While dairyana collectables are lovely items to have around the country kitchen, they are also a fascinating insight into the social history of the dairies of old. The often romantic view we have of idyllic lives in the countryside, lived at a much slower pace than today does not tell the true story.
Life was hard, the dairy workers would have been up before dawn in all weathers to milk the cows by hand. The full pails would then have to be carried to the dairy where the dairymaids skimmed the cream, churned the butter and made the cheese. Today’s mechanised process and the fact that most of us buy our milk in the supermarket has created an interest in evocative reminders of the dairies of the past.
As museums of rural life have become popular, there has been increased interest in ‘dairyana’, as the tools and implements of dairies have become known. Interior decorators have been quick to pick up on this and antiques fairs and auctioneers have noted the rise in interest in these items.
As early as the 17th century aristocrats began to realise that having your own dairy ensures a constant supply of fresh milk, butter and cheese and many of them installed dairies on their estates. In the 17th century Queen Mary turned part of Hampton Court into a dairy, importing blue and white tiles from Holland and acquired matching blue and white bowls. In the 18th century Marie Antoinette installed a dairy at Rambouillet, using porcelain utensils made by Sèvres.
Wealthy British landowners soon followed suit and at Uppark the dairy was designed by Repton. Even Queen Victoria and Prince Albert were swept up in the craze and built a dairy at Frogmore, near Windsor, which included a fountain adorned with mermaids and Minton majolica tiles, decorated with sea horses and portraits of the royal children.
It is extremely difficult to find dairy utensils from big famous houses and even copies can cost a princely sum. A 19th century Samson copy of a Sèvres milk pail made for Rambouillet made over £8,000 at auction at Sotheby’s in New York a couple of years ago. If you are interested in dairyana you should look out for 19th and early 20th century pieces used on dairy farms. There is quite a variety to choose from – milking pails made from wood, metal or ceramic, three or four legged milking stools, ladles and small churns.
In the 18th century the milk would be dispensed by maids carrying open pails on yokes, while later large churns were pushed on perambulators or transported by horse and cart. In more urban areas milk vendors toured the streets and buyers would come with jugs or small churns. These are very collectable and look lovely on a kitchen dresser. Implements used to make cream and butter such as milk bowls, skimmers, wooden butter troughs, pats for forming butter into blocks and carved wooden stems for decoration are also highly collectable.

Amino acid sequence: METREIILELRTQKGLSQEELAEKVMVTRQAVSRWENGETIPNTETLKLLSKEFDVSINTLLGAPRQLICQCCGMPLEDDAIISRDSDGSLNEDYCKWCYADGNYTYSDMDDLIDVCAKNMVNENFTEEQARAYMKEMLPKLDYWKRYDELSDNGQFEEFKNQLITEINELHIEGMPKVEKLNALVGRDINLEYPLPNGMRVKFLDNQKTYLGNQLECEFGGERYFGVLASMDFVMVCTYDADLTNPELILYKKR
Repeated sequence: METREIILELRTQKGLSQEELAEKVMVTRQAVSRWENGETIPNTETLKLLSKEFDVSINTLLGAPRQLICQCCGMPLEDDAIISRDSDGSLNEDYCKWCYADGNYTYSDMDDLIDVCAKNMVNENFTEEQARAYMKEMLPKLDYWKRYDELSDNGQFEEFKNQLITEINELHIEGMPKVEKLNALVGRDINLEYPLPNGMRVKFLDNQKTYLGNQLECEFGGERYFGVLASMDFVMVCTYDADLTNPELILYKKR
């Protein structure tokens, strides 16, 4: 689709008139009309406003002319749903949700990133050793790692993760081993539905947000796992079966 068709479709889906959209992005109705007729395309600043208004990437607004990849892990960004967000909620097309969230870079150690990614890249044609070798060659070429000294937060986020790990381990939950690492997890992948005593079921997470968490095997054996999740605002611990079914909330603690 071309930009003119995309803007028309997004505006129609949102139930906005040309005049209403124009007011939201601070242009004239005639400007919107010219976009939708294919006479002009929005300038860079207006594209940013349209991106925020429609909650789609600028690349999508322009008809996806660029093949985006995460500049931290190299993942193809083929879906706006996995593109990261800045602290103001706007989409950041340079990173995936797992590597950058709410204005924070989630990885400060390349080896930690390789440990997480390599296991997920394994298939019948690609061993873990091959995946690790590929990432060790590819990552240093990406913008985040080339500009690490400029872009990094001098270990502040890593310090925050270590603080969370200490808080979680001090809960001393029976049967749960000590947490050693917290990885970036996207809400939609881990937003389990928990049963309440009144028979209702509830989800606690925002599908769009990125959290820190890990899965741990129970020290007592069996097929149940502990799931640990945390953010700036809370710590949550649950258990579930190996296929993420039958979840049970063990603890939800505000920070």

Dating dairyana is very difficult, as few pieces are marked. There are some clues though – if you are interested in wooden butter pats, the older examples will be more intricately carved. Sometimes you will find a dairy name and you can find dates from the local record office. The Victorian and Edwardian advertising wares are extremely popular and enamel signs from the early 1900s to the 1920s can fetch between £600 and £800, sometimes even more.
Inside old dairy shops you would have found metal pails with lids for milk and cream on the counter and little ceramic models of milkmaids. Some of them were highly decorated with colour transfer pictures and they fetch very high prices and can go for over £1,000.
At the cheaper end you can get little transfer-printed stoneware pots that would have contained cream; these can often be bought for as little as £5. Milk bottles are another good start if you want to put together a dairyana collection and you can often buy these for about £10 each. Cow creamers are also a popular collectable and some of them can be had at quite reasonable prices.
If you are interested in dairy collectables you should visit your local auction house as well as antiques and collectors’ fairs and local antique shops. A rummage around the car boot sales could be productive and here you often get the best prices. eBay is also useful for dairy finds. There are a number of specialist dealers in dairyana and if you are looking for more expensive items it is always best to consult a specialist dealer.
Dairyana is a great way to decorate your kitchen if you want to achieve the English country kitchen look. Through clever use of jugs, churns, bowls, pots and pails you can achieve a look that would be envy of many an interior designer.